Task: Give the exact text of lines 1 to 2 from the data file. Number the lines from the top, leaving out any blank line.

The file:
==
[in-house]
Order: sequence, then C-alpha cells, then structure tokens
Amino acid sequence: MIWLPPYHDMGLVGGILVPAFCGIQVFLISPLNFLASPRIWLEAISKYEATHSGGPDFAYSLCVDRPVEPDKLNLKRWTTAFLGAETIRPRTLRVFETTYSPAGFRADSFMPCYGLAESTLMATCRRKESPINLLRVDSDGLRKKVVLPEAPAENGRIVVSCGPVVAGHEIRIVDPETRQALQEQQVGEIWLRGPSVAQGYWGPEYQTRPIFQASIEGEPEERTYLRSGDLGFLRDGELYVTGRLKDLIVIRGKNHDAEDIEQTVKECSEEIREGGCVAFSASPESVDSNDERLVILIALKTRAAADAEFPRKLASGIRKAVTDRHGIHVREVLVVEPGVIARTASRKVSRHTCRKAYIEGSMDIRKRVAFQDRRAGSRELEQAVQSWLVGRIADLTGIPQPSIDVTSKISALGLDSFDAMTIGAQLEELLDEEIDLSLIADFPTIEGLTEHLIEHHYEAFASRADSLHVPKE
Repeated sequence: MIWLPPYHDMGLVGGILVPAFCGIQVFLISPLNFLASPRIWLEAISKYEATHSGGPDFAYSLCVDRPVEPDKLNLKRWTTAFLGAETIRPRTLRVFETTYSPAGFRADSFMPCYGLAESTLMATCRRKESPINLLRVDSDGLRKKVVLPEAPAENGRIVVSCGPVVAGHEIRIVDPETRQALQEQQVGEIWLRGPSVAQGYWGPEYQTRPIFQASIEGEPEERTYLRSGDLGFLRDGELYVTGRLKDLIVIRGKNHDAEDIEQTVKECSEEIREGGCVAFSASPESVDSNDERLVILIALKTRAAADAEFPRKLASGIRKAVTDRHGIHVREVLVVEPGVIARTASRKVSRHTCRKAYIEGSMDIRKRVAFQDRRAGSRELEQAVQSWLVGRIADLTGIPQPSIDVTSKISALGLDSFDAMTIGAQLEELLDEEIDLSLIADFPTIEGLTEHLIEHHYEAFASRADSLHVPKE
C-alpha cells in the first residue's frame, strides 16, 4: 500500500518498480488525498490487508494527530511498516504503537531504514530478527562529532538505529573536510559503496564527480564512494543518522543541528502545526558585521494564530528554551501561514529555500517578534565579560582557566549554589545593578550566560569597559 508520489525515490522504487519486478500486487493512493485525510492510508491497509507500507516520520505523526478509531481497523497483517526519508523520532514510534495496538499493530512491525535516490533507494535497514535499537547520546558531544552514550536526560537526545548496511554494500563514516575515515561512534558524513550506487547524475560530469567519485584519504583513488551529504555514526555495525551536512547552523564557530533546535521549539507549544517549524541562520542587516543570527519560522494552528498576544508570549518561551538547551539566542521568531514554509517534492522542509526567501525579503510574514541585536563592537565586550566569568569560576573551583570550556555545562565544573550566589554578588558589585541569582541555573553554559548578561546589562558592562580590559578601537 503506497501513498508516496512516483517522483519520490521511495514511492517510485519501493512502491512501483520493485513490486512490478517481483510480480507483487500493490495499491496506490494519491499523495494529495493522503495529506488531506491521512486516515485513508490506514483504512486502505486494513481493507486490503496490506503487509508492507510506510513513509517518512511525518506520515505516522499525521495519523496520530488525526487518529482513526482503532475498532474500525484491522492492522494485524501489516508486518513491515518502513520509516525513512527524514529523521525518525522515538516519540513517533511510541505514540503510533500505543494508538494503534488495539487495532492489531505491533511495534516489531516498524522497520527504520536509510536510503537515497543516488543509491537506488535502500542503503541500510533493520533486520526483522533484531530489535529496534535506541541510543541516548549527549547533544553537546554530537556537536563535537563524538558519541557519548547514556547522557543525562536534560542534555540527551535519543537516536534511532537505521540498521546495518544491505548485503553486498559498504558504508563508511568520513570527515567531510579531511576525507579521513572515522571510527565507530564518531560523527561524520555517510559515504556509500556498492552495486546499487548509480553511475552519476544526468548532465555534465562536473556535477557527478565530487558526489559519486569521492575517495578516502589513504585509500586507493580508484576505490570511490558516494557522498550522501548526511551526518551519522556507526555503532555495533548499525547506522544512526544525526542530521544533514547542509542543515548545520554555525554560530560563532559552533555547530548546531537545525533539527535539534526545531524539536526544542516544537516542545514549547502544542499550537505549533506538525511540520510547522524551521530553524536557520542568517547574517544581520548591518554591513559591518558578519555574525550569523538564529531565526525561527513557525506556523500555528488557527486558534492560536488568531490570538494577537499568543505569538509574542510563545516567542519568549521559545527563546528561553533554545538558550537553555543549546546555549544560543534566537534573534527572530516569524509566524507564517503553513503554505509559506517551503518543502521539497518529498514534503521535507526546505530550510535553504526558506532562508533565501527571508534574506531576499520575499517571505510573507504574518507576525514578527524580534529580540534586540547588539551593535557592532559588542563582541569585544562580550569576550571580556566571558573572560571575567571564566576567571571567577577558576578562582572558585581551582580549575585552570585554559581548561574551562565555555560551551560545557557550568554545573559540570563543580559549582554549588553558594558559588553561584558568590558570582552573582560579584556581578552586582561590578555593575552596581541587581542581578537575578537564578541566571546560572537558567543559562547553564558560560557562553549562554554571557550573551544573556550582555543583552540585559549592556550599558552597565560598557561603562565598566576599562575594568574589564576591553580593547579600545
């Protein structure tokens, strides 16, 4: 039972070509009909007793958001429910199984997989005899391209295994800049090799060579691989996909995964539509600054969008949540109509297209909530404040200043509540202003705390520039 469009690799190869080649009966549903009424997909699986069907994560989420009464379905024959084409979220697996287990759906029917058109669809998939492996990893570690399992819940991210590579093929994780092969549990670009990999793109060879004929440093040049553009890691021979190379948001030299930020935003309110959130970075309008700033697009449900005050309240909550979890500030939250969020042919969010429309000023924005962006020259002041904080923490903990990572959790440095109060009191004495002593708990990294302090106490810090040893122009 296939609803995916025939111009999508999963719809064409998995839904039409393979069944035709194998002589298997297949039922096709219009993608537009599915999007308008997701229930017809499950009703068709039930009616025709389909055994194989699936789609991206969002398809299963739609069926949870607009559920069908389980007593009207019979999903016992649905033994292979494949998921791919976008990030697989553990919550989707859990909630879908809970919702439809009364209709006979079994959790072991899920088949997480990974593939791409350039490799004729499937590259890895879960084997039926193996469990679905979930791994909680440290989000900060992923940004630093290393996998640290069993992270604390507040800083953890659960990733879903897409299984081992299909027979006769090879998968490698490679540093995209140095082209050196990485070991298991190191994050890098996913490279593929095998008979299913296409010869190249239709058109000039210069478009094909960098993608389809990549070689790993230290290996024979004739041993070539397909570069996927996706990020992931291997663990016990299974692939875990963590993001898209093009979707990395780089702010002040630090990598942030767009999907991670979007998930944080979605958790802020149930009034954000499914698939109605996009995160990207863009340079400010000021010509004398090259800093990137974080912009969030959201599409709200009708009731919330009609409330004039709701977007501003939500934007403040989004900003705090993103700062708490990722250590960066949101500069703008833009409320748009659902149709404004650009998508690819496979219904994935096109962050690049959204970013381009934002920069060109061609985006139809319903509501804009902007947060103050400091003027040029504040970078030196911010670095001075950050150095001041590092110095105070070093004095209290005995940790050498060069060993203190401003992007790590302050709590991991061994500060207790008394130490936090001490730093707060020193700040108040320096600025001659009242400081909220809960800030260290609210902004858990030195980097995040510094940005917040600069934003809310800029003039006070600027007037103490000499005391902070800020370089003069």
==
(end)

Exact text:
[in-house]
Order: sequence, then C-alpha cells, then structure tokens